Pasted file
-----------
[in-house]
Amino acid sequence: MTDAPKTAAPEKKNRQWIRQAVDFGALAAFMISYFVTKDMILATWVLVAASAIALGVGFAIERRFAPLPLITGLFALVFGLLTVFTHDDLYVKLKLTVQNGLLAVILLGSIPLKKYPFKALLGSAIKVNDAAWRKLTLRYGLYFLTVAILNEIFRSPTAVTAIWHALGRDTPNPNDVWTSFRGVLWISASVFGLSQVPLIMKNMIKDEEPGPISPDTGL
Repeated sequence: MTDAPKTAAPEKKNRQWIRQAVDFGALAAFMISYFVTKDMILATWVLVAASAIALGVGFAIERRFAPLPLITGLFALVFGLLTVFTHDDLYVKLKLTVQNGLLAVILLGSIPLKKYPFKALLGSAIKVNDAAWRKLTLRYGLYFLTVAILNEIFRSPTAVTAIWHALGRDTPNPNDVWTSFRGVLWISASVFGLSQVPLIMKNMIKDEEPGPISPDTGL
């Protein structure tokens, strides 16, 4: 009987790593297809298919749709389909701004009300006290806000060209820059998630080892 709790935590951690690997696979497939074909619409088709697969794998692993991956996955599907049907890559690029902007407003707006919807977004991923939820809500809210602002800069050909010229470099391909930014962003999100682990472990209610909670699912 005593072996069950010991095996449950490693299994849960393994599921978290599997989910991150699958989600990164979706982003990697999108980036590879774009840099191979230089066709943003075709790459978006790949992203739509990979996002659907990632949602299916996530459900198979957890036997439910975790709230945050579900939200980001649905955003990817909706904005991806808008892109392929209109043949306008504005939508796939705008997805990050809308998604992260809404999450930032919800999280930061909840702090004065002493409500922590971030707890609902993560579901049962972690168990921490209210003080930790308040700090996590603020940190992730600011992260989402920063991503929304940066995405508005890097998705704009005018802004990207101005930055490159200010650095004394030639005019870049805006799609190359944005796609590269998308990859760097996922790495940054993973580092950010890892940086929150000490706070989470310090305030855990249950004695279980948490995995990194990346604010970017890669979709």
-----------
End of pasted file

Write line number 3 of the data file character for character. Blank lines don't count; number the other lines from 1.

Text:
Repeated sequence: MTDAPKTAAPEKKNRQWIRQAVDFGALAAFMISYFVTKDMILATWVLVAASAIALGVGFAIERRFAPLPLITGLFALVFGLLTVFTHDDLYVKLKLTVQNGLLAVILLGSIPLKKYPFKALLGSAIKVNDAAWRKLTLRYGLYFLTVAILNEIFRSPTAVTAIWHALGRDTPNPNDVWTSFRGVLWISASVFGLSQVPLIMKNMIKDEEPGPISPDTGL